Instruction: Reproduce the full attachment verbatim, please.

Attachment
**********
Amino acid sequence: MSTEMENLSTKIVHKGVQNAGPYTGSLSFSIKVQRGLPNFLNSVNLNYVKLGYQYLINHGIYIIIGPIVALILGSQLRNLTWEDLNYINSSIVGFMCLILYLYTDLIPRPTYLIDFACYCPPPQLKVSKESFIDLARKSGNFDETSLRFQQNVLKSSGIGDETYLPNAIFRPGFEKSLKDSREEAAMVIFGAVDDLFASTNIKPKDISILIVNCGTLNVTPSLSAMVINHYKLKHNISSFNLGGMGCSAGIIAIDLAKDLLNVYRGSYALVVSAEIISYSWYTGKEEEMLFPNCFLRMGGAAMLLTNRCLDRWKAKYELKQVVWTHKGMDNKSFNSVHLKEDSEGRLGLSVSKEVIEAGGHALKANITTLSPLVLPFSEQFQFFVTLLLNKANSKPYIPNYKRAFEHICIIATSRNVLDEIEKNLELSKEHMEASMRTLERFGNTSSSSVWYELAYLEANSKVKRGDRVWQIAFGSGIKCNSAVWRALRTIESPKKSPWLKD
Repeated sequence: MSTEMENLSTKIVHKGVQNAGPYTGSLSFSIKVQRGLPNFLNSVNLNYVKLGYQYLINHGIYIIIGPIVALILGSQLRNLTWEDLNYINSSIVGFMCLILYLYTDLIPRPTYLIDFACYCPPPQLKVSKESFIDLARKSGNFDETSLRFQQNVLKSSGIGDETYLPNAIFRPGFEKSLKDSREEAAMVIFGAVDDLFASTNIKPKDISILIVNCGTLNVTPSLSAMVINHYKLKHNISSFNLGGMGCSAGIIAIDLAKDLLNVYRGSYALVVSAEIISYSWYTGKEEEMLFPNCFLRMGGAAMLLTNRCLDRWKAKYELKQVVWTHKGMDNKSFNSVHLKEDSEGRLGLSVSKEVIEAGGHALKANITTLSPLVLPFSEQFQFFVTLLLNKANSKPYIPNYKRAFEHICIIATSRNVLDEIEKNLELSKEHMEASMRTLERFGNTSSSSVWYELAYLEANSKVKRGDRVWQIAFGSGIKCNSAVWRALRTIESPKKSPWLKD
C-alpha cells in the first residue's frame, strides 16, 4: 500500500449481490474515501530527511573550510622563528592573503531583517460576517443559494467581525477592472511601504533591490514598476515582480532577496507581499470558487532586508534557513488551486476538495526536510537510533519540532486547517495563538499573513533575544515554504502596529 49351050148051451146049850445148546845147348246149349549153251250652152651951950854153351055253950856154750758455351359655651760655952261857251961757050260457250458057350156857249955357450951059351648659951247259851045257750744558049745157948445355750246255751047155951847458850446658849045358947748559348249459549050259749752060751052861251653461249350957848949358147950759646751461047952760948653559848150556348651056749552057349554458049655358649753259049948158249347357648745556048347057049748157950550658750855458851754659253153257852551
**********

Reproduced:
Amino acid sequence: MSTEMENLSTKIVHKGVQNAGPYTGSLSFSIKVQRGLPNFLNSVNLNYVKLGYQYLINHGIYIIIGPIVALILGSQLRNLTWEDLNYINSSIVGFMCLILYLYTDLIPRPTYLIDFACYCPPPQLKVSKESFIDLARKSGNFDETSLRFQQNVLKSSGIGDETYLPNAIFRPGFEKSLKDSREEAAMVIFGAVDDLFASTNIKPKDISILIVNCGTLNVTPSLSAMVINHYKLKHNISSFNLGGMGCSAGIIAIDLAKDLLNVYRGSYALVVSAEIISYSWYTGKEEEMLFPNCFLRMGGAAMLLTNRCLDRWKAKYELKQVVWTHKGMDNKSFNSVHLKEDSEGRLGLSVSKEVIEAGGHALKANITTLSPLVLPFSEQFQFFVTLLLNKANSKPYIPNYKRAFEHICIIATSRNVLDEIEKNLELSKEHMEASMRTLERFGNTSSSSVWYELAYLEANSKVKRGDRVWQIAFGSGIKCNSAVWRALRTIESPKKSPWLKD
Repeated sequence: MSTEMENLSTKIVHKGVQNAGPYTGSLSFSIKVQRGLPNFLNSVNLNYVKLGYQYLINHGIYIIIGPIVALILGSQLRNLTWEDLNYINSSIVGFMCLILYLYTDLIPRPTYLIDFACYCPPPQLKVSKESFIDLARKSGNFDETSLRFQQNVLKSSGIGDETYLPNAIFRPGFEKSLKDSREEAAMVIFGAVDDLFASTNIKPKDISILIVNCGTLNVTPSLSAMVINHYKLKHNISSFNLGGMGCSAGIIAIDLAKDLLNVYRGSYALVVSAEIISYSWYTGKEEEMLFPNCFLRMGGAAMLLTNRCLDRWKAKYELKQVVWTHKGMDNKSFNSVHLKEDSEGRLGLSVSKEVIEAGGHALKANITTLSPLVLPFSEQFQFFVTLLLNKANSKPYIPNYKRAFEHICIIATSRNVLDEIEKNLELSKEHMEASMRTLERFGNTSSSSVWYELAYLEANSKVKRGDRVWQIAFGSGIKCNSAVWRALRTIESPKKSPWLKD
C-alpha cells in the first residue's frame, strides 16, 4: 500500500449481490474515501530527511573550510622563528592573503531583517460576517443559494467581525477592472511601504533591490514598476515582480532577496507581499470558487532586508534557513488551486476538495526536510537510533519540532486547517495563538499573513533575544515554504502596529 49351050148051451146049850445148546845147348246149349549153251250652152651951950854153351055253950856154750758455351359655651760655952261857251961757050260457250458057350156857249955357450951059351648659951247259851045257750744558049745157948445355750246255751047155951847458850446658849045358947748559348249459549050259749752060751052861251653461249350957848949358147950759646751461047952760948653559848150556348651056749552057349554458049655358649753259049948158249347357648745556048347057049748157950550658750855458851754659253153257852551